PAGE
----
The largest federal employees’ union is filing a lawsuit against the Obama administration for failing to provide details of agencies’ shutdown plans.
The American Federation of Government Employees says the Office of Management and Budget did not respond to a March 2 Freedom of Information Act request for copies of shutdown contingency plans, according to an AFGE release.
Lawmakers are amidst budget talks to keep government operating past this Friday’s deadline of the current short-term spending bill. As of Tuesday morning, a meeting with President Obama and congressional leaders did not produce a compromise.
“If a shutdown goes on, there will be federal employees who are going to be hurt financially,” said AFGE President John Gage in the release. “They should know before the eve of a shutdown what is happening and it should be done orderly and not in a last-minute rush.”
Every year, OMB provides agencies with guidance on how to prepare and operate during a funding gap. Agencies have had shutdown plans since 1980 and those plans are regularly updated, said White House Press Secretary Jay Carney in February.
However, OMB has also instructed agencies to keep their shutdown plans under wraps.
“Agencies should not be previewing shutdown plans – that is, policy and operational decisions – in any way,” according to OMB emails to agencies, as reported by USA Today.
AFGE and other federal unions have received “little information” on how federal programs and services will be impacted by a shutdown, according to the release.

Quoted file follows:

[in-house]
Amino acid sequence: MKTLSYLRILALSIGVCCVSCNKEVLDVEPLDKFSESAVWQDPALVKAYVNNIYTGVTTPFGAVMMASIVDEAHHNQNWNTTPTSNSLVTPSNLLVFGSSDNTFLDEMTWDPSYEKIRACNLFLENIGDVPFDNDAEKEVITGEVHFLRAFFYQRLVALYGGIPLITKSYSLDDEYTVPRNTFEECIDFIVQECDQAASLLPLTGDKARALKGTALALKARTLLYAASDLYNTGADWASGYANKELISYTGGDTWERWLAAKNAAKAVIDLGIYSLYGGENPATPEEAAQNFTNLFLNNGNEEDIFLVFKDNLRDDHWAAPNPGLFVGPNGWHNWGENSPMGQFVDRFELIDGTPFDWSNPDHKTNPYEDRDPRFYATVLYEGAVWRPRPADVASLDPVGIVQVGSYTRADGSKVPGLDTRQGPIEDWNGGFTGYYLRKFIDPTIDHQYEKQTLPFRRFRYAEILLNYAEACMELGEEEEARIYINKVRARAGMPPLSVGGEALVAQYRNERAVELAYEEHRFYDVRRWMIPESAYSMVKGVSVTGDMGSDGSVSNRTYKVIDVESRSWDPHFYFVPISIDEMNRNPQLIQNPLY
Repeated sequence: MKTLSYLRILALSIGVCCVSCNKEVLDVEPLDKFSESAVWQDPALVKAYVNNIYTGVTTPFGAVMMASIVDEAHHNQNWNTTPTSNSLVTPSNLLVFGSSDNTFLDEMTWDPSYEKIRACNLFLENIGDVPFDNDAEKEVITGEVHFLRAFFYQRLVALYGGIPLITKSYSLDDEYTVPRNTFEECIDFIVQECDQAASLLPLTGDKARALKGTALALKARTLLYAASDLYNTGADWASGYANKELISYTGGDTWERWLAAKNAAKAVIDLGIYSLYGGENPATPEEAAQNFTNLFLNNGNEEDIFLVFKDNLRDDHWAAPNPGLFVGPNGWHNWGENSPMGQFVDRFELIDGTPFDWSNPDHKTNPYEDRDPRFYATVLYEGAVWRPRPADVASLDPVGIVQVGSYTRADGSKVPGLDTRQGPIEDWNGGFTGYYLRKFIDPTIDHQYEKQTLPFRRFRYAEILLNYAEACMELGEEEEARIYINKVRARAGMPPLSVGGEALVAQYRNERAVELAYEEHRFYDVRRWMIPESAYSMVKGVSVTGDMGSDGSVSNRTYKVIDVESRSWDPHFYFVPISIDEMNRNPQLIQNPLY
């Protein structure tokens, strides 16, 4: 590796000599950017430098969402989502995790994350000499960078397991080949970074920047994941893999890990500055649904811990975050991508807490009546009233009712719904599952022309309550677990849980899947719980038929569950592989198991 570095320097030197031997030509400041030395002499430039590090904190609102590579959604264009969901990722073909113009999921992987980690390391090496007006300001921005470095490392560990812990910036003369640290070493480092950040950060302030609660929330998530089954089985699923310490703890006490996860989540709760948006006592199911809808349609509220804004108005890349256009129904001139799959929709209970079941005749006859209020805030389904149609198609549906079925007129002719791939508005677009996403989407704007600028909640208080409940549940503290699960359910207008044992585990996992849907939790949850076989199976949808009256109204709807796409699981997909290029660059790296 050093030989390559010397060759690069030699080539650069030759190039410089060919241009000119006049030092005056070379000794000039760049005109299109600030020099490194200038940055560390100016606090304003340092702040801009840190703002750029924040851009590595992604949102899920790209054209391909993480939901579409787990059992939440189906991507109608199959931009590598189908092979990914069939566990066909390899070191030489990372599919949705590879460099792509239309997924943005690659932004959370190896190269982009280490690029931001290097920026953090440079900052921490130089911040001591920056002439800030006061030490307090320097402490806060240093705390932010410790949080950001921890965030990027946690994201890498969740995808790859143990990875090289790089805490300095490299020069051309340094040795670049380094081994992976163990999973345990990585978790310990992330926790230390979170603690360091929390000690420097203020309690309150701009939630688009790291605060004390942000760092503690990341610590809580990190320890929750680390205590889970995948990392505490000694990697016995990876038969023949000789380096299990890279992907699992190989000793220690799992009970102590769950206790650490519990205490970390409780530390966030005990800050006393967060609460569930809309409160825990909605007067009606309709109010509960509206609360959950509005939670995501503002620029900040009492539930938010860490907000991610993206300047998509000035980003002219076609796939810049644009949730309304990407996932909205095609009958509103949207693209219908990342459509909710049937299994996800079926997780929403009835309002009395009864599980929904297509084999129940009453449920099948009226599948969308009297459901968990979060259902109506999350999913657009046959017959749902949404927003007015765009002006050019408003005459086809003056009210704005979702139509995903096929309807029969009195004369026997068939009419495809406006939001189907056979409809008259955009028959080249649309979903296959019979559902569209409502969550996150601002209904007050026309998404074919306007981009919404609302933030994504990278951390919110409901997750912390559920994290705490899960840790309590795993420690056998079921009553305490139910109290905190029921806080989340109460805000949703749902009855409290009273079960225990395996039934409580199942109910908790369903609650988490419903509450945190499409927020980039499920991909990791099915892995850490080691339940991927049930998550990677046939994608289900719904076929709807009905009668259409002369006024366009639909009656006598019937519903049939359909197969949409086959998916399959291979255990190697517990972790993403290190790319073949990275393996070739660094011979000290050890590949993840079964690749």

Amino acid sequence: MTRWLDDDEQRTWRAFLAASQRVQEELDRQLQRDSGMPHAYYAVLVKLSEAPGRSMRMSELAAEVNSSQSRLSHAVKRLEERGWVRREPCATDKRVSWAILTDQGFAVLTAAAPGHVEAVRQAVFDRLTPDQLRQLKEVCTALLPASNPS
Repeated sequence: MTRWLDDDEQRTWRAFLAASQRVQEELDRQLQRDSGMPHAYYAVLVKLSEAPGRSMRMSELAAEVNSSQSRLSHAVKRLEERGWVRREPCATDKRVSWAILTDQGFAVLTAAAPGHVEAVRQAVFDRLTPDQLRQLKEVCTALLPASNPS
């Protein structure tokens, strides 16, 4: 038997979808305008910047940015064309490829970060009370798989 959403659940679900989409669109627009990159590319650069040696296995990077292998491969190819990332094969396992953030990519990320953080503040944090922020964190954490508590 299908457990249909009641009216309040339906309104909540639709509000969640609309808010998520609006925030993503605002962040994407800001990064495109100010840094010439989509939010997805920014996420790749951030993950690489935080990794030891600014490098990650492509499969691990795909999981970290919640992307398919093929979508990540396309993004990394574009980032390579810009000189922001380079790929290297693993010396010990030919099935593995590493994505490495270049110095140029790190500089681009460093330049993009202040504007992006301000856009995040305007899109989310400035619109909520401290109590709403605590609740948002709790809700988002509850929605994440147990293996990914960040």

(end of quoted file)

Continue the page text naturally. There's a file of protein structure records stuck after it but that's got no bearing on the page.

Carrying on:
The union, representing 600,000 government workers, has challenged the requirement that “essential employees” work during a shutdown without pay. Essential employees include workers who protect they protect life and property. A report by the Associated Press estimates about three out of four feds would not be subject to a furlough in the event of a shutdown.
Gage sent a letter to Attorney General Eric Holder on March 28, stating unpaid work during a shutdown violates the 13th Amendment, prohibiting involuntary servitude. Gage has also sent a letter to Office of Personnel Management Director John Berry on March 28, asking how long “essential employees” can be required to work during a shutdown without pay.
According to a 1995 memo from OMB, essential employees are expected to report for work but are working for “delayed pay.”